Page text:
Behavioural Theory of Conversion Disorder:
view conversion disorder as similar to malingering in that the person adopts the symptom to secure
Ulman and Krasner specify two conditions that increase the likelihood that motor and sensory
disabilities will be imitated.
First, the individual must have has some experience with the role to be adopted; he or she may
have had similar physical problems or may have observed them in others.
Second, he enactment of a role must be rewarded; an individual will assume a disability only if it
can be expected wither to reduce stress or to reap other positive consequences.
Social and Cultural Factors in Conversion Disorder:
There has been a decrease in the incidence of conversion disorder over the last century.
In the second half of the nineteenth century, repressive sexual attitudes may have contributed to the
increased prevalence of the disorder. The decrease in its incidence, then, may be attributed to a general
relaxing of sexual mores.
Conversion disorder is more common among people with lower socio-economic status and from rural
areas, who may be less knowledgeable about medical and psychological concepts.
Biological Factors In Conversion Disorder:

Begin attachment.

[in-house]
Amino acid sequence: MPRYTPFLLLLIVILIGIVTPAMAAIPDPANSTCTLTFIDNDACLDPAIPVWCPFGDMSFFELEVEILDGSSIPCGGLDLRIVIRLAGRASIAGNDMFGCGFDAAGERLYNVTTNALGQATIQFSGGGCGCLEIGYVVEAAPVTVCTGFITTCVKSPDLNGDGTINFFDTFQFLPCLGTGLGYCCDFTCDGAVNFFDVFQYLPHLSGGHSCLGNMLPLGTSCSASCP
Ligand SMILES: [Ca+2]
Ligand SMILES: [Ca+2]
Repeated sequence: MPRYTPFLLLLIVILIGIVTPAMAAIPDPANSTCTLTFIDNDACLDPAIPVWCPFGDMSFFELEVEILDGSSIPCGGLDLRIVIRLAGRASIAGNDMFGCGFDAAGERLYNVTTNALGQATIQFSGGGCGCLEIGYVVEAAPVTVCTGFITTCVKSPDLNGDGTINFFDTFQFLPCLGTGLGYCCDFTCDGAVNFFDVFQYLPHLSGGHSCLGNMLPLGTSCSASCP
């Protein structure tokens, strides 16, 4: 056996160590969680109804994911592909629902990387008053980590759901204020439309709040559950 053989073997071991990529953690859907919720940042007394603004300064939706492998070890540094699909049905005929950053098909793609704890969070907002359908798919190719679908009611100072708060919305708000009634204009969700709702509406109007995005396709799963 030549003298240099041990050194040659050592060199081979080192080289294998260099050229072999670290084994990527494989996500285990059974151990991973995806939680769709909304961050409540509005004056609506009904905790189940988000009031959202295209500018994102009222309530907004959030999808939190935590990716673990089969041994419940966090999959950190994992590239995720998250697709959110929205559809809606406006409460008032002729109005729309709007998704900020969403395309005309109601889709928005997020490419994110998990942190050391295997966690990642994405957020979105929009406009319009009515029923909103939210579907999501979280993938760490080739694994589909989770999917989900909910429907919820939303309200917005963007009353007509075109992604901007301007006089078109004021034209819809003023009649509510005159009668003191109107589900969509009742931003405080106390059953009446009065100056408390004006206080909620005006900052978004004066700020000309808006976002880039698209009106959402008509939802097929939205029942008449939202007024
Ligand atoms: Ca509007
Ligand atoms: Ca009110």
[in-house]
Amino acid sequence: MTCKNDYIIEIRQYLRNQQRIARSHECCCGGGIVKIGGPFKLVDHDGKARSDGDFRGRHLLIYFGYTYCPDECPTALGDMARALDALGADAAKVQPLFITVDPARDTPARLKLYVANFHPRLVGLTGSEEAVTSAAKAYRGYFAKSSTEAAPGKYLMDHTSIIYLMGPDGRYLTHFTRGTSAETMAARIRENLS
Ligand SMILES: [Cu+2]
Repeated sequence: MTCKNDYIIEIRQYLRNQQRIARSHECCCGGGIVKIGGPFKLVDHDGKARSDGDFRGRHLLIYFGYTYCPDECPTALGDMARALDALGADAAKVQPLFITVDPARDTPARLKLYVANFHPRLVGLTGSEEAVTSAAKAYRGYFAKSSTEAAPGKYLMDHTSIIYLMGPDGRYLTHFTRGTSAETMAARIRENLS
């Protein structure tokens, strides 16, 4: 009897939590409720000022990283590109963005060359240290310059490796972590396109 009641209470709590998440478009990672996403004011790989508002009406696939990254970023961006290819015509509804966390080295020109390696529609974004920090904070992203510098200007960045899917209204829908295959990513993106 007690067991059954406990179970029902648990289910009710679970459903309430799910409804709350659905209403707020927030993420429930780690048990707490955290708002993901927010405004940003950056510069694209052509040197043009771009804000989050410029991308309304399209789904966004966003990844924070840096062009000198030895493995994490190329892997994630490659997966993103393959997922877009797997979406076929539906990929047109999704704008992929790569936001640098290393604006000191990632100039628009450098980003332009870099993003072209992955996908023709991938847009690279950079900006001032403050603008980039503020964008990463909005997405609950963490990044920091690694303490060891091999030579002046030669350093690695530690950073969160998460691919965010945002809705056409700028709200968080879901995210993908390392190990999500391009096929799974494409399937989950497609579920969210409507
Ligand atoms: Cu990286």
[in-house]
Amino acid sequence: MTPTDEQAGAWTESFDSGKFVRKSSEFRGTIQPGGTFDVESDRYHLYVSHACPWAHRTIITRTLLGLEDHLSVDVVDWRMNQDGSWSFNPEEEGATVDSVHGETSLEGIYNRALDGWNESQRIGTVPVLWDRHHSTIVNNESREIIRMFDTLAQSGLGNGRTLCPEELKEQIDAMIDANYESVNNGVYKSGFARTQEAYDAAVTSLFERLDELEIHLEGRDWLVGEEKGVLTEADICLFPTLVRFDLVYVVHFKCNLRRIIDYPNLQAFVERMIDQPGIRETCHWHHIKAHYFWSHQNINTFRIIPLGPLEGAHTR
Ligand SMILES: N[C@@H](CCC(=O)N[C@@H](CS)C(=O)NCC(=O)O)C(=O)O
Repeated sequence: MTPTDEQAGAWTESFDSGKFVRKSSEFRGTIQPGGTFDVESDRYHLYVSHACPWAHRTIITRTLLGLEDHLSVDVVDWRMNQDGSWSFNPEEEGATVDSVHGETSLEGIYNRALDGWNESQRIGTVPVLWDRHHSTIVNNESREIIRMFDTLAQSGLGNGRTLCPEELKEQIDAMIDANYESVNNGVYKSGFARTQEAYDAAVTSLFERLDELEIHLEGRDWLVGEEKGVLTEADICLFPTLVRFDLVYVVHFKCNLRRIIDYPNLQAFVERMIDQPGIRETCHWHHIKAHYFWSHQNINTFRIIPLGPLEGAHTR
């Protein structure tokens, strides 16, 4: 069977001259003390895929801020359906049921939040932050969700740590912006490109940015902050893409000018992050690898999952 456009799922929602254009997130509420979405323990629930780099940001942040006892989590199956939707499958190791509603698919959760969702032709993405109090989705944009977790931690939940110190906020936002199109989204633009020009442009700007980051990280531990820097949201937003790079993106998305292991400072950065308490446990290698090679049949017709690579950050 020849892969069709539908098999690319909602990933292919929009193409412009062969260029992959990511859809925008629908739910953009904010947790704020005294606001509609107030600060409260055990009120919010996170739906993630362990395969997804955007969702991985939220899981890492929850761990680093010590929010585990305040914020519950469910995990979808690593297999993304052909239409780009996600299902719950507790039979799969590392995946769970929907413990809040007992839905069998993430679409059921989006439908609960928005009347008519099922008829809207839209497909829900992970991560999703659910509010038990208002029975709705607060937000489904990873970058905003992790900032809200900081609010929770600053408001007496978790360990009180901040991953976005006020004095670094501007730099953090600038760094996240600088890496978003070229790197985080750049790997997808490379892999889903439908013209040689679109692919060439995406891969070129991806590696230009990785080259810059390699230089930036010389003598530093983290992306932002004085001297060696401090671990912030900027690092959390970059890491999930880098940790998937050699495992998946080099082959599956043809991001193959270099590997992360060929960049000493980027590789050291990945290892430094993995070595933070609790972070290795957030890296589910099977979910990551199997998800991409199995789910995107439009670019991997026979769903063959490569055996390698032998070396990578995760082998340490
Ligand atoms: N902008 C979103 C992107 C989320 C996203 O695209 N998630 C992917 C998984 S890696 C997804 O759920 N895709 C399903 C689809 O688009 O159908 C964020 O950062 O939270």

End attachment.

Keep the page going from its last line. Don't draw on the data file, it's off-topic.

though genetic factors have been proposed as being important in the development of conversion
disorder, research does not support this proposal, according to twin studies. No co-twin has the same
diagnosis as his or her proband.
The majority of conversion symptoms may be related to the functioning of the right hemisphere.
Research has shown that the right hemisphere can generate emotions, and it is suspected of
generating more emotions, particularly unpleasant ones, than are generated by the left hemisphere.
Studies conducted thus far are limited in several respects:
- The use of small and heterogeneous samples (few participants)
- Differences in the duration of the deficit (chronic vs. acute)
- The possible confounding influences of co-morbid conditions such as depression and chronic